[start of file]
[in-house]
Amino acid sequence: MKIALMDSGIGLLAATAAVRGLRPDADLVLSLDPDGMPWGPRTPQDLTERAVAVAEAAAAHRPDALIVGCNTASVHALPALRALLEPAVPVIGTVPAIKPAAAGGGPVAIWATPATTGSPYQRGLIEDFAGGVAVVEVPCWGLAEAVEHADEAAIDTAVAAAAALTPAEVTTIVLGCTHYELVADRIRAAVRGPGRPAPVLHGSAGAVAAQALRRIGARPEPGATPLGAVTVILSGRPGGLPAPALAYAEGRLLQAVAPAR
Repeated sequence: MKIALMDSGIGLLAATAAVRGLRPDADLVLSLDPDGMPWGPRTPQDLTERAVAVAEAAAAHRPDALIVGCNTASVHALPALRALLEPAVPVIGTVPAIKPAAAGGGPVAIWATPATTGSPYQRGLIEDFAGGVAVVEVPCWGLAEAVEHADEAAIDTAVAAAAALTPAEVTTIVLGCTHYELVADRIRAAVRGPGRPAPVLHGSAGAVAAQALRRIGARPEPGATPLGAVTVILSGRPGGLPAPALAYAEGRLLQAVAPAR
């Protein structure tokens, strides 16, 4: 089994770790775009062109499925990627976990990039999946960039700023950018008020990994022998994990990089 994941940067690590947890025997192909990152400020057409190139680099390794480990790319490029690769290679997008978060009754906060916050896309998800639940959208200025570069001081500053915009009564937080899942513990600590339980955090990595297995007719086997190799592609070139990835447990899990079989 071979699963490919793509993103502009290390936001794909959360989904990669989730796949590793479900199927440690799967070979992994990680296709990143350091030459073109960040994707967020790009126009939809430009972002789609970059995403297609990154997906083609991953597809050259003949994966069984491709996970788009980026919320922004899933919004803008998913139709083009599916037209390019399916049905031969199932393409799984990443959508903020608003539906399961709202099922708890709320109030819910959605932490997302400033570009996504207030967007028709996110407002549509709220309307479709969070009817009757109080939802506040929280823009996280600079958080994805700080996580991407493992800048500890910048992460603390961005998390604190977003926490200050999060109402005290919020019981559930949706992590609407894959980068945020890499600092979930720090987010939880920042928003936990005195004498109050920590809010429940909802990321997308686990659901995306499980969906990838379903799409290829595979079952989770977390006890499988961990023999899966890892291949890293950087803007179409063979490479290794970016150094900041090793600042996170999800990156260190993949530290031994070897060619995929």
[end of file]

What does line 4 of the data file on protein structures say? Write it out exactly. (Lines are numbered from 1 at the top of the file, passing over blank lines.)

């Protein structure tokens, strides 16, 4: 089994770790775009062109499925990627976990990039999946960039700023950018008020990994022998994990990089 994941940067690590947890025997192909990152400020057409190139680099390794480990790319490029690769290679997008978060009754906060916050896309998800639940959208200025570069001081500053915009009564937080899942513990600590339980955090990595297995007719086997190799592609070139990835447990899990079989 071979699963490919793509993103502009290390936001794909959360989904990669989730796949590793479900199927440690799967070979992994990680296709990143350091030459073109960040994707967020790009126009939809430009972002789609970059995403297609990154997906083609991953597809050259003949994966069984491709996970788009980026919320922004899933919004803008998913139709083009599916037209390019399916049905031969199932393409799984990443959508903020608003539906399961709202099922708890709320109030819910959605932490997302400033570009996504207030967007028709996110407002549509709220309307479709969070009817009757109080939802506040929280823009996280600079958080994805700080996580991407493992800048500890910048992460603390961005998390604190977003926490200050999060109402005290919020019981559930949706992590609407894959980068945020890499600092979930720090987010939880920042928003936990005195004498109050920590809010429940909802990321997308686990659901995306499980969906990838379903799409290829595979079952989770977390006890499988961990023999899966890892291949890293950087803007179409063979490479290794970016150094900041090793600042996170999800990156260190993949530290031994070897060619995929």